Smarter Cameras Mean Stronger Security
It’s hard to overstate how important video analytics is for the security industry. Human beings are only capable of devoting so much attention to what’s happening on a screen — let alone the thousands of cameras in large city surveillance or corporate security systems — and even the most observant humans can’t be expected to see everything with perfect accuracy and recall. The value in traditional video surveillance often comes in the form of recording video to review later if an event is brought to the security team’s attention, so it isn’t an exaggeration to say that the vast majority of video captured by surveillance cameras without analytics is discarded without ever being looked at.
The implementation of deep learning and AI has helped to ensure that surveillance footage no longer goes to waste. Deep learning is used to train video analytics to better recognize and identify things like activity in an off-limits area, with new applications for the technology in development every day. When training AI, the more data you feed it, the more effective it will be. Cameras and sensors provide a massive amount of data, giving the associated algorithms plenty of opportunities to refine their capabilities, improve their recognition and reduce false alarms.
By using deep learning to engage in video analytics, today’s cameras are augmenting human security personnel, helping them improve their ability to both identify and react to potentially alarming activity. To highlight one application, the accuracy of surveillance cameras equipped with automatic incident detection in areas with heavy shadows, cover or glare is often questioned. Research conducted by my company indicates that deep learning increases detection accuracy from 85% to around 95%, reducing false alarms by two-thirds — a huge help for staff.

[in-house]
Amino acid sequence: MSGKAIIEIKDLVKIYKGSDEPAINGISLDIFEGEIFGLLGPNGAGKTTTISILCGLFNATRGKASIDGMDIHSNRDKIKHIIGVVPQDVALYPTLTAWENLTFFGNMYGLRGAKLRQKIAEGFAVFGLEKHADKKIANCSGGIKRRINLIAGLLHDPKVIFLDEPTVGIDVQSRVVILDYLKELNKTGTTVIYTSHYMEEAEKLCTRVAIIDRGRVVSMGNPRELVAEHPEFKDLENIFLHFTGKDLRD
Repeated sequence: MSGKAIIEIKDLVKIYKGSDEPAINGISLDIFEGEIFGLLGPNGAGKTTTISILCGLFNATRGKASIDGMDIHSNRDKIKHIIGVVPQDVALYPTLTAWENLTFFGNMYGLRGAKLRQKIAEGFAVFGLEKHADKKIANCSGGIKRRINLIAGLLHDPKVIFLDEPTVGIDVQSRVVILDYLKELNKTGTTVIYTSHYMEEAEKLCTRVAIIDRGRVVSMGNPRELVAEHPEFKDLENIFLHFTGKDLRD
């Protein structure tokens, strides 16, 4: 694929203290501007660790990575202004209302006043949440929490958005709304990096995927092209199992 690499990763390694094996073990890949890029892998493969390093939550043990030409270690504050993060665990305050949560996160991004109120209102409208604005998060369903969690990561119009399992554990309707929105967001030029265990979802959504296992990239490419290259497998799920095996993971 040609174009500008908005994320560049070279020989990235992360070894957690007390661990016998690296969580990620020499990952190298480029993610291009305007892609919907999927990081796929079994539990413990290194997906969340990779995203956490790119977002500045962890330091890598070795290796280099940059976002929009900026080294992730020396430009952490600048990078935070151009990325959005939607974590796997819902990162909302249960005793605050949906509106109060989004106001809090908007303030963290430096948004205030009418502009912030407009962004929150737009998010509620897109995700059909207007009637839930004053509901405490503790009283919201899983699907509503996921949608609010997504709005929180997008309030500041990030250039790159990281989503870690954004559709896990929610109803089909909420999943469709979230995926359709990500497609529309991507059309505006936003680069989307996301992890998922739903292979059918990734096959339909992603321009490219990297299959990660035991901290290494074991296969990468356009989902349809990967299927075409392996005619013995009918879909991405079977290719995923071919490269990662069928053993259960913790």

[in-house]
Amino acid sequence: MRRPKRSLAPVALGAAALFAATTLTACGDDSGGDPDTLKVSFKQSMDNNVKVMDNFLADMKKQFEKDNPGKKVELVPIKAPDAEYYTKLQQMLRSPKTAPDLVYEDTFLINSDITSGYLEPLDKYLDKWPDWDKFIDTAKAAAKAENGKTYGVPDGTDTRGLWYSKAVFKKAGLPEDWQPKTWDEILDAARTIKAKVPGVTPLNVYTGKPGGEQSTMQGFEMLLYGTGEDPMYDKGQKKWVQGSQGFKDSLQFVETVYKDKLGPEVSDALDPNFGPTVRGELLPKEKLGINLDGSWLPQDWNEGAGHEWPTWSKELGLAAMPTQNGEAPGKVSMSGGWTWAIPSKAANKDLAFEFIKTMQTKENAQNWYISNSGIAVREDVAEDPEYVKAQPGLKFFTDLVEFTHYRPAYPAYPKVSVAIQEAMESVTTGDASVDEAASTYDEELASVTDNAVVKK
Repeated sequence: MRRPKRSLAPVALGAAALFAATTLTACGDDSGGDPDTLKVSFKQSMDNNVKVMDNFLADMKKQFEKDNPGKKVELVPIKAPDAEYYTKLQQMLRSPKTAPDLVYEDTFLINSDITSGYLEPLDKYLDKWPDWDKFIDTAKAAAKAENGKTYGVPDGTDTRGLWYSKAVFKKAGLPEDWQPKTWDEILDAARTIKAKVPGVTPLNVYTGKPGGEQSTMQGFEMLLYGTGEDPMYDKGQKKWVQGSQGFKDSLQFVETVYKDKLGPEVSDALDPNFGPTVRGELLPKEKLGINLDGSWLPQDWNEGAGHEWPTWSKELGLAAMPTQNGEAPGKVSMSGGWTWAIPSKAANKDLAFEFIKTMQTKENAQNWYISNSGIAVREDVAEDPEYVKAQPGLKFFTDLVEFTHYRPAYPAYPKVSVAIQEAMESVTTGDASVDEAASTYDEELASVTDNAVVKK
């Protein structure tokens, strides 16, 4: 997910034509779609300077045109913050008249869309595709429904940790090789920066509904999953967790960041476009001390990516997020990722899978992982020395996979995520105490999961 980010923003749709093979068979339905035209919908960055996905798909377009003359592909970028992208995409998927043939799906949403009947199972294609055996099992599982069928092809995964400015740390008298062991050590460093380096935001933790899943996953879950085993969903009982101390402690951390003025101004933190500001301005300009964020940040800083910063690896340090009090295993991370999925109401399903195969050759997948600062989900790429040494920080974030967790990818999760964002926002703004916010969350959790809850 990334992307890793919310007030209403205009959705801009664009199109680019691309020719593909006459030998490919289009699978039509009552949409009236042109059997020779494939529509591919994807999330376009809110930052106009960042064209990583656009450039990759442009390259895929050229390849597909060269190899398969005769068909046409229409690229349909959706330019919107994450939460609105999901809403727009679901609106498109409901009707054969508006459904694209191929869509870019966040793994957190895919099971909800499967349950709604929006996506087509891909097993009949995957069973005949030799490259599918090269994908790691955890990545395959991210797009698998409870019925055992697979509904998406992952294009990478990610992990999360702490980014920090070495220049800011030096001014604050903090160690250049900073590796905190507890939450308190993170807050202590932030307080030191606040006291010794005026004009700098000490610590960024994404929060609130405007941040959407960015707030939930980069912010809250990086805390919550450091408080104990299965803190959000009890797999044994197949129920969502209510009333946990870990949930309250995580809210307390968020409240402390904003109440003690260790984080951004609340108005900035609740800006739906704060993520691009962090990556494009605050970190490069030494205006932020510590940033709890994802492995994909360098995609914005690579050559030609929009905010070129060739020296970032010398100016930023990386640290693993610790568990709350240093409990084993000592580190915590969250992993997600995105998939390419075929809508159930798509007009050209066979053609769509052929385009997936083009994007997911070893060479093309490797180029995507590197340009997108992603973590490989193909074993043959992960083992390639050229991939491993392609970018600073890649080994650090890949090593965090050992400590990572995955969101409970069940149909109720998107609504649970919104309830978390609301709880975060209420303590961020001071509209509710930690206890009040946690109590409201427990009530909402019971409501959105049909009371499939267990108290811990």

One final point: Understanding what today’s AI technology is capable of is important not just from a practical standpoint, but from an ethical one as well. Even companies that are on the forefront of AI research continue to grapple with how the technology should be ethically deployed. The importance of AI to the future of security is clear, but fully examining the societal implications of the technology is a must.
Know What You Want — And Know What You’re Getting
The security market — and the technology market in general — is filled with companies promising AI, machine learning or deep learning capabilities. Improving your knowledge of those terms will provide a more thorough understanding of what today’s security technologies are actually capable of, which can mean the difference between investing in a product that actually meets your security needs and investing in one that doesn’t. This can help you not only identify when a company is overpromising on its capabilities, but better understand the technology’s ethical implications as well — enabling you to make better, more informed decisions. AI and its subsets have helped make today’s cameras and sensors more advanced than ever, and understanding these new capabilities will make it easier than ever to match your security needs with the right products and technologies.